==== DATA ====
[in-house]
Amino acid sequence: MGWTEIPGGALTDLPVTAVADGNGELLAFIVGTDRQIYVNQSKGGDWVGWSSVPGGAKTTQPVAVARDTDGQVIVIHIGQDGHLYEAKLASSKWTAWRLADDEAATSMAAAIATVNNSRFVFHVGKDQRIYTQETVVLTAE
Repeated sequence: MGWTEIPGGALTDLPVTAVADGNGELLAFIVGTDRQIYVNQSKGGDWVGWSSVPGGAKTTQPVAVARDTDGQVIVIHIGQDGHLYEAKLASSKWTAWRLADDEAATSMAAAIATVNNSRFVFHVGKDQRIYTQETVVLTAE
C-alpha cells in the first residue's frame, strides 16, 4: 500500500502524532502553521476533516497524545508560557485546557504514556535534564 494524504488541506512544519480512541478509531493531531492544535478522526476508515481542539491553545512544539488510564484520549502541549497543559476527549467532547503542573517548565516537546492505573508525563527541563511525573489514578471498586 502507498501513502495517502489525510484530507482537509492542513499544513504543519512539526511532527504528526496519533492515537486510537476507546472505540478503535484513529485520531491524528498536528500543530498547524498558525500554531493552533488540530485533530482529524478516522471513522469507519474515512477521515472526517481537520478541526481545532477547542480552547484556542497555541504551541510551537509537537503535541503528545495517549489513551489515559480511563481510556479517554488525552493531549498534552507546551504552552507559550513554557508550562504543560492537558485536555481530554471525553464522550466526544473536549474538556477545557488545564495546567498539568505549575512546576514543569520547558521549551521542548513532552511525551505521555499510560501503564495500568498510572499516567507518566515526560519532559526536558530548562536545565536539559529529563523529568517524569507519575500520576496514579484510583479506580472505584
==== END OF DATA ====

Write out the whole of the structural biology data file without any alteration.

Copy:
[in-house]
Amino acid sequence: MGWTEIPGGALTDLPVTAVADGNGELLAFIVGTDRQIYVNQSKGGDWVGWSSVPGGAKTTQPVAVARDTDGQVIVIHIGQDGHLYEAKLASSKWTAWRLADDEAATSMAAAIATVNNSRFVFHVGKDQRIYTQETVVLTAE
Repeated sequence: MGWTEIPGGALTDLPVTAVADGNGELLAFIVGTDRQIYVNQSKGGDWVGWSSVPGGAKTTQPVAVARDTDGQVIVIHIGQDGHLYEAKLASSKWTAWRLADDEAATSMAAAIATVNNSRFVFHVGKDQRIYTQETVVLTAE
C-alpha cells in the first residue's frame, strides 16, 4: 500500500502524532502553521476533516497524545508560557485546557504514556535534564 494524504488541506512544519480512541478509531493531531492544535478522526476508515481542539491553545512544539488510564484520549502541549497543559476527549467532547503542573517548565516537546492505573508525563527541563511525573489514578471498586 502507498501513502495517502489525510484530507482537509492542513499544513504543519512539526511532527504528526496519533492515537486510537476507546472505540478503535484513529485520531491524528498536528500543530498547524498558525500554531493552533488540530485533530482529524478516522471513522469507519474515512477521515472526517481537520478541526481545532477547542480552547484556542497555541504551541510551537509537537503535541503528545495517549489513551489515559480511563481510556479517554488525552493531549498534552507546551504552552507559550513554557508550562504543560492537558485536555481530554471525553464522550466526544473536549474538556477545557488545564495546567498539568505549575512546576514543569520547558521549551521542548513532552511525551505521555499510560501503564495500568498510572499516567507518566515526560519532559526536558530548562536545565536539559529529563523529568517524569507519575500520576496514579484510583479506580472505584